The graphic on the left backs up what is stated in the article. Those countries in blue are those where English is more proficient and are the same countries where TV/ films are not dubbed (including countries in eastern Europe where proficiency levels are high with regard to English). The countries in red are generally less proficient in English and are those countries where dubbing is commonplace.

So to return to my original point, why did this Dutch woman communicate so confidently in English and so insecurely in Italian? The most obvious reason is because she had started studying English at a young age (this is also true of many Italians who aren’t so confident with the language, however). The most important reason is because she had been exposed to ‘natural’ English from a young age. And by ‘natural’ I mean television, music, cinema and so on. It’s generally not the type of language one comes across in schools.

The moral of this post; go on line and watch language clips, rent a movie, watch an English language program in the original language and don’t be discouraged if it’s difficult…it has to be. Then if you’re feeling really ambitious you can also decide to read a few pages of a book or some articles in English every week.

You can see in the video below why many English speakers have always disliked dubbing!

 

Vowels – iphone / ipad / i / i: / i.e.

a e i o u

Hello again,  

I wasn’t going to post this week as I’ve been up to my eyeballs, i.e. very busy.  I’m not going to do too much grammatical analysis on the following piece. The creator of the video goes through vocabulary which identifies not only vowels, but vowel sounds and diphthongs, which are a feature of English pronunciation. All the words you hear pronounced in the clip are not simply vowels in the written sense, but are the representation of the phonetic alphabet, as seen in the picure in the top left-hand corner of the post.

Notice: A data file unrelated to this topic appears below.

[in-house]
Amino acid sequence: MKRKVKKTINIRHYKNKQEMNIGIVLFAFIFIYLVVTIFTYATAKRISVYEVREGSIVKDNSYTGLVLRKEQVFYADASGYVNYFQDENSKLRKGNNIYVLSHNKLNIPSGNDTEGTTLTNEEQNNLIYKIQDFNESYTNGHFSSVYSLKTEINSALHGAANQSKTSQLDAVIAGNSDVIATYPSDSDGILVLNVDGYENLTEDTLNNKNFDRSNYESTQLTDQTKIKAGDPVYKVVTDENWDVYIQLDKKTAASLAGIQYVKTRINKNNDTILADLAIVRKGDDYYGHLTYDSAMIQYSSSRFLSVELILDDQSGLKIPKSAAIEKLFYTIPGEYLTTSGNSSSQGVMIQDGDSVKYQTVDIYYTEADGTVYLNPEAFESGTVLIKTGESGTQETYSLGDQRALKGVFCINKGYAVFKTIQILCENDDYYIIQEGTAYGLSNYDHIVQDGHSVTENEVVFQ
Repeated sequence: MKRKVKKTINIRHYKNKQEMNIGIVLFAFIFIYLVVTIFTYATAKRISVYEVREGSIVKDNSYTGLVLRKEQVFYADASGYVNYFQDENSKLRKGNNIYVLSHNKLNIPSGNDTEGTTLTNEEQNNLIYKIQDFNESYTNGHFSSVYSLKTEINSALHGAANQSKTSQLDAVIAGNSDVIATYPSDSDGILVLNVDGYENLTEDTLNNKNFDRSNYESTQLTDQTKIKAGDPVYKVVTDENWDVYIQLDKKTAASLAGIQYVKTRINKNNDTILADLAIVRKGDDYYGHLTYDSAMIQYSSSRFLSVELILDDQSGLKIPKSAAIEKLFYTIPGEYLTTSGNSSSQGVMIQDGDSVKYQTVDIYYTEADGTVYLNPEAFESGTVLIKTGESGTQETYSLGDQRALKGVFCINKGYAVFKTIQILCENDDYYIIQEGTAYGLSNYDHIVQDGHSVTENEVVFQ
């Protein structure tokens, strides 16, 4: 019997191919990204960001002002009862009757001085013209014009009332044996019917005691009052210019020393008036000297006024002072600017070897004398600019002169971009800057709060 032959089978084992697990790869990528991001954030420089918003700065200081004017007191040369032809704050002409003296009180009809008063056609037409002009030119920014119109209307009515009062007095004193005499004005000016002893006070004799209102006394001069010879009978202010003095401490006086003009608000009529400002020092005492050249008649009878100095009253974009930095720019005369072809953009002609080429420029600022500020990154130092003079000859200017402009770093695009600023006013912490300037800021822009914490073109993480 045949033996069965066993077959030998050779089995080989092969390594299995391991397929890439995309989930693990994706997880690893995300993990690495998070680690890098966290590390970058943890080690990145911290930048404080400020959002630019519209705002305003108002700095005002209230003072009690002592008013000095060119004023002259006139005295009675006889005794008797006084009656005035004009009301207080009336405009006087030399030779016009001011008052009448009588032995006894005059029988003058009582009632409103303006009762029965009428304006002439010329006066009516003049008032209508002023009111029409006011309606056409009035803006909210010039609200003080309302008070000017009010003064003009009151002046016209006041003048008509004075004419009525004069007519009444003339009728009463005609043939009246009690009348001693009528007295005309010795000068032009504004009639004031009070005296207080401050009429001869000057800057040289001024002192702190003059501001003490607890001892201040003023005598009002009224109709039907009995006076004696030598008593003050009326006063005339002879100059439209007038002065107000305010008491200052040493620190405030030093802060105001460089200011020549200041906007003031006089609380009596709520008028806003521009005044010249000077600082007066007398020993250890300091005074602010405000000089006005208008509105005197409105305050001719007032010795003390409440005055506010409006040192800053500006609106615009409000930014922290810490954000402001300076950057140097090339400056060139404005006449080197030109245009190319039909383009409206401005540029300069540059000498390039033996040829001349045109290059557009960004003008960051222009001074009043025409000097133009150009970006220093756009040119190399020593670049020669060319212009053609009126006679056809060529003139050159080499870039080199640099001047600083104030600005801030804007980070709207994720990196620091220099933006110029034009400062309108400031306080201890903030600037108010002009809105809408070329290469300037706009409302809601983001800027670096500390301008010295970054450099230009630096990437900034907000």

Videos that I had uploaded from non-youtube sources in the past seem to have had compatability problems with the iphone and the ipad. This is because the iphone / ipad don’t display flash technology without specific apps. New apple devices come equipped with built-in youtube readers, yet this doesn’t apply to other sites like vimeo, which deals with better quality video. I’ve uploaded this video in an ‘iframe’ format and would be interested to know if this plays on iphone and ipad, as well as playing on other browsers. So all you iphoners, ipadders and i-something or other, do let me know!   

Thanks.   

Click on the ‘HD’ button to turn off High Definition and speed up browsing. 

My Blog

Questions...questions...?

Hello all,

Yes, you’ve guessed it…this is my new blog. As you’ll see from reading the ‘about’ section, the idea is to provide you with a platform from which to access language content. The idea was to get to grips with the technical aspect and then bombard you with language you may (or may not) find interesting. It took me 6 weeks to understand the technical aspects of the blog which meant that I was ready to upload content around mid October 2011…..or so I thought!
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A friend of mine involved in creative visual design recently observed that the use of facebook as a means of communication was creating more questions than answers. In terms of language content on this blog I’ve also encountered more questions than answers.
I’ve been ruminating on what content to put up online for about a month now, and I’m still no closer to an answer. Well, that’s not exactly true. Putting up content will be easy; getting you to actually watch, read and make use of it will be a wholly different matter. And that’s the part that I’m really interested in.
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I’ve decided to go with it regardless, in the hope that students will provide me with some answers. There are links and associated material on the various posts and pages, but it’s content that many of you are aware of already and don’t use that often. In fact, you only tend to use this content when I’m nagging you on a regular basis.
The text I’ve put in italics is language that you could / should find interesting and of benefit. I’ll try to keep it as natural as possible. Log it in your vocab lists and ask questions about it if unsure about meaning.
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The posts you see below are simply tests to see what kind of content I was able to play with. I’m going to leave them there so that I can start as I mean to continue; audio-visual material, with grammar and vocabulary reference.
Please sign-up, leave comments and remember that what you post is public….so get the spelling right!!
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Alan